Since the first identification of hypoxic cells in sections of carcinomas in the 1950s, hypoxia has been known as a central hallmark of cancer cells and their microenvironment. Indeed, hypoxia benefits cancer cells in their growth, survival, and metastasis. The historical discovery of hypoxia-inducible factor-1α (HIF1A) in the early 1990s had a great influence on the field as many phenomena in hypoxia could be explained by HIF1A. However, not all regions or types of tumors are necessarily hypoxic. Thus, it is difficult to explain whole cancer pathobiology by hypoxia, especially in the early stage of cancer. Upregulation of glucose metabolism in cancer cells has been well known. Oxygen-independent glycolysis is activated in cancer cells even in the normoxia condition, which is known as the Warburg effect. Accumulating evidence and recent advances in cancer metabolism research suggest that hypoxia-independent mechanisms for HIF signaling activation is a hallmark for cancer. There are various mechanisms that generate pseudohypoxic conditions, even in normoxia. Given the importance of HIF1A for cancer pathobiology, the pseudohypoxia concept could shed light on the longstanding mystery of the Warburg effect and accelerate better understanding of the diverse phenomena seen in a variety of cancers.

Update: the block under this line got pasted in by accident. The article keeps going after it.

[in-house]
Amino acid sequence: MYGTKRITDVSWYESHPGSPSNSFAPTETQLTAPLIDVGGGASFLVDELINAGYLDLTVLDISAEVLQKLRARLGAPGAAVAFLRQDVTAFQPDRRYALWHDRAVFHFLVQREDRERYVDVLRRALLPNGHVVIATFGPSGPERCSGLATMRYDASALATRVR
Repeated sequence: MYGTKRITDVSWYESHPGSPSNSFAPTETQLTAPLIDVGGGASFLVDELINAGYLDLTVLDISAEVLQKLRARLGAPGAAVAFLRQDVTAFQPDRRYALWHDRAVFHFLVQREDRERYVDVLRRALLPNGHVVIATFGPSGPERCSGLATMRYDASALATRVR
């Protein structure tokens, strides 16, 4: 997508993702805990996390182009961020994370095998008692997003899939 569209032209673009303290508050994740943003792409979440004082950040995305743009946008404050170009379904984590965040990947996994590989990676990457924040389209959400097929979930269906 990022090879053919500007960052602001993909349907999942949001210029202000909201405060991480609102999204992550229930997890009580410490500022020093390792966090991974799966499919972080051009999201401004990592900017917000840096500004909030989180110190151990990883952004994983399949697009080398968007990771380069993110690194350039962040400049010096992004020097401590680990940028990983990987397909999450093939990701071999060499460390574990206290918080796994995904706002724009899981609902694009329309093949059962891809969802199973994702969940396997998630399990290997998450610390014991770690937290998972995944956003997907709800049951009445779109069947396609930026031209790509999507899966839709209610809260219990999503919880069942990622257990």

ASJC Scopus subject areas
- Cancer Research